Judicial Notebook

In 1988, the U.S. Supreme Court held that execution of a youth who was less than 16 years old at the time of the crime was in violation of the cruel and unusual punishment clause of the Eighth Amendment (Thompson v. Oklahoma, 487 U.S. 815, 1988). The Court relied on an analysis of society's evolving standards of decency to conclude that the juvenile death penalty was in violation of the protections guaranteed in the U.S. Constitution.

The Thompson Court measured society's evolving standards of decency through a consideration of four factors, which were relative legislative enactments, jury sentencing statistics, the views of national and international organizations and the Court's own independent analysis of whether the juvenile death penalty fulfilled the intended purposes of the punishment.

Changing jurisprudence

However, the four factors did not become the standard measure of society's view of the death penalty for juveniles. In fact, shortly after Thompson was decided, the Supreme Court declined the opportunity to raise the death penalty prohibition age from 15 to 16 or 17 (Stanford v. Kentucky, 492 U.S. 361, 1989). Justice Scalia looked primarily to state statutes to measure the country's evolving standards of decency and seemingly abandoned the other three measures the Court applied in Thompson. However, the Supreme Court returned to the four-pronged test of evolving standards of decency in 2002 when it outlawed the execution of mentally retarded offenders (Atkins v. Virginia, 536 U.S. 304, 2002).

In Simmons v. Roper in 2003, the Missouri Supreme Court applied the Atkins (Thompson) four-pronged test and overturned a juvenile death sentence on the grounds that a new consensus had emerged since Stanford in 1989. The Missouri Supreme Court concluded that "The Supreme Court of the United States would hold that the execution of persons for crimes committed when they were under 18 years of age violates the evolving standards of decency that mark the progress of a maturing society."

Using the findings in Atkins as its benchmark, the Missouri Supreme Court found that legislative change in the country since Stanford was consistently in the direction of barring the imposition of the death penalty for offenders under age 18. The court went on to report statistics that supported the rarity of juvenile executions imposed by juries--finding that in the 22 states that allow juvenile executions, only six states have actually carried out an execution since Stanford.

Looking for a national and international consensus, the Missouri Supreme Court identified a large number of professional and faith-based groups that have called for the end of the juvenile death penalty; they also pointed to some recently collected data in which only 34 percent of Missourians supported the death penalty for juveniles. Finally, writing for the majority of the court, Judge Stith found that because of the "lesser culpability and developing nature of the adolescent mind," the retribution and deterrent purposes of the death penalty are not well-served by executing offenders under 18 years old. The Missouri court referenced the existence of a large number of studies that document the "lesser ability of teenagers to reason."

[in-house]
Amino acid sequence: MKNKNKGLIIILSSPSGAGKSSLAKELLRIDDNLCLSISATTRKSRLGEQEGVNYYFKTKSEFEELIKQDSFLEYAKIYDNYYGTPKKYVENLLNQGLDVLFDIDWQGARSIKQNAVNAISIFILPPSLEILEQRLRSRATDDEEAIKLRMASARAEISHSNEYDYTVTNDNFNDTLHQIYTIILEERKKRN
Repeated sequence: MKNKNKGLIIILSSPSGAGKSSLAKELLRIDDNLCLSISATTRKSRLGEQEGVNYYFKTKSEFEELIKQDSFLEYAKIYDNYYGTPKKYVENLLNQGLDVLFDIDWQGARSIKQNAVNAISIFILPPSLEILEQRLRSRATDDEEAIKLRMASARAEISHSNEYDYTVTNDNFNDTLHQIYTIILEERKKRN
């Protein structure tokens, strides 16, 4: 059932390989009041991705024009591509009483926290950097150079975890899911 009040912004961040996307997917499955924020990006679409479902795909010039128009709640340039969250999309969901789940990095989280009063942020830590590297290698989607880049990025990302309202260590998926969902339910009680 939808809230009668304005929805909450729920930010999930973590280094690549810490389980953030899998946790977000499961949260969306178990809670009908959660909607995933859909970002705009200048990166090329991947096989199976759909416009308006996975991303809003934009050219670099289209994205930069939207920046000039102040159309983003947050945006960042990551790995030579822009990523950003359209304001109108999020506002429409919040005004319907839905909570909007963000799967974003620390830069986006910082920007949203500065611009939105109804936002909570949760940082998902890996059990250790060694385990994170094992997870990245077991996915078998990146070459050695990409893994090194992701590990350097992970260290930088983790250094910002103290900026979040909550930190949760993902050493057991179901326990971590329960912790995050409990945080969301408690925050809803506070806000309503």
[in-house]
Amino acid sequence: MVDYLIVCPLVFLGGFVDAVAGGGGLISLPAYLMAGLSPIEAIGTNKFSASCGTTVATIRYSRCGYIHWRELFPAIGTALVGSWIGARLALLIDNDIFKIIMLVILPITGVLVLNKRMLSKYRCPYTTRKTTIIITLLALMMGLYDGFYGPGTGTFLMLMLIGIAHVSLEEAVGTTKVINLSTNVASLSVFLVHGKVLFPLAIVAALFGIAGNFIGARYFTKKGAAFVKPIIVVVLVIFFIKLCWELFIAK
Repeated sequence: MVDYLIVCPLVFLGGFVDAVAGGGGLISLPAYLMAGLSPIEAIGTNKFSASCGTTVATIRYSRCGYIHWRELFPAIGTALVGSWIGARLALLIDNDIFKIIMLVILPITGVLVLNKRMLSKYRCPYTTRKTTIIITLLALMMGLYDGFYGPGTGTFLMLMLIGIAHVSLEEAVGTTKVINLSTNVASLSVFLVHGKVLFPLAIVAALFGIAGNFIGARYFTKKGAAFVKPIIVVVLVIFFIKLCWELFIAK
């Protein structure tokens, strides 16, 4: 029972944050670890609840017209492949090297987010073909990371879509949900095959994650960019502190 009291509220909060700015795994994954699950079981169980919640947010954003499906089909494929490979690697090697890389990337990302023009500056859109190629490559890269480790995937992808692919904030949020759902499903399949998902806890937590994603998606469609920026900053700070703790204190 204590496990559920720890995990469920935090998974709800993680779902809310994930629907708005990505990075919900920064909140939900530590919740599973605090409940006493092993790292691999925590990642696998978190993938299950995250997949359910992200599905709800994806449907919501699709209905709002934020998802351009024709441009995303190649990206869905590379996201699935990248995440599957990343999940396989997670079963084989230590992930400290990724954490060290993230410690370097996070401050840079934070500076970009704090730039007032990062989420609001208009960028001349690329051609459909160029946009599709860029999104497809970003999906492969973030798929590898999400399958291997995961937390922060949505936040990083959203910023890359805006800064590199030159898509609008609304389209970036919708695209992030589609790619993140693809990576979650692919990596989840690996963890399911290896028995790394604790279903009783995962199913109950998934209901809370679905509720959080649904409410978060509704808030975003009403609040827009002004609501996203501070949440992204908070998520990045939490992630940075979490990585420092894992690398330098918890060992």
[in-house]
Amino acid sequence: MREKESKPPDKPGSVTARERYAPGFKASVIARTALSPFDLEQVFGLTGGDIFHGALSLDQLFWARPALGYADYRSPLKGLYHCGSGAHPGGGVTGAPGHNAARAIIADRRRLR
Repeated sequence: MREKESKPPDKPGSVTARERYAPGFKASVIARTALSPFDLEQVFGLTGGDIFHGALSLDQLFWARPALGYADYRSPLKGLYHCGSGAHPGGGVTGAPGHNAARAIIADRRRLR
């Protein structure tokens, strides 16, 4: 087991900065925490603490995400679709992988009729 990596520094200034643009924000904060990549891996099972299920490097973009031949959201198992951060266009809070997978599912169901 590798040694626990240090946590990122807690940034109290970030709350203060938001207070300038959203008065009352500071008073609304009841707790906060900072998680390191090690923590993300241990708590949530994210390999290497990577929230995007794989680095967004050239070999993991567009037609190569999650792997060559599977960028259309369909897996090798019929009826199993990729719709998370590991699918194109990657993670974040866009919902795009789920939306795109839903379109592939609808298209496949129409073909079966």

Psychology's role in the debate

While the Missouri findings and ruling apply only to that state's adjudication process in juvenile murder cases, the language in Simmons asks the U.S. Supreme Court to rely on Missouri's analysis to outlaw the juvenile death penalty as a violation of the cruel and unusual punishment clause of the Eighth Amendment.

In a future case, the U.S. Supreme Court could agree with Missouri's application of the Atkins formula to bar the juvenile death penalty or, alternatively, it could continue to uphold executions for offenders 16 years of age or older. Psychologists can play a role in the juvenile death penalty debate in several ways.

First, psychologists can continue to bring forth existing and new data on the limits of adolescent reasoning, judgment and decision-making. Second, psychologists and their various professional organizations can publish and submit well-articulated positions on the profession's view of the juvenile death penalty. Third, psychologists can produce new research results examining "evolving standards of decency." Although these data may not be dispositive in the federal courts as they try to measure the consensus on the juvenile death penalty, this information is likely to be of interest to the state courts, state legislatures and perhaps the U.S. Congress.

Further Reading

Judicial Notebook is a project of APA's Div. 9 (Society for the Psychological Study of Social Issues).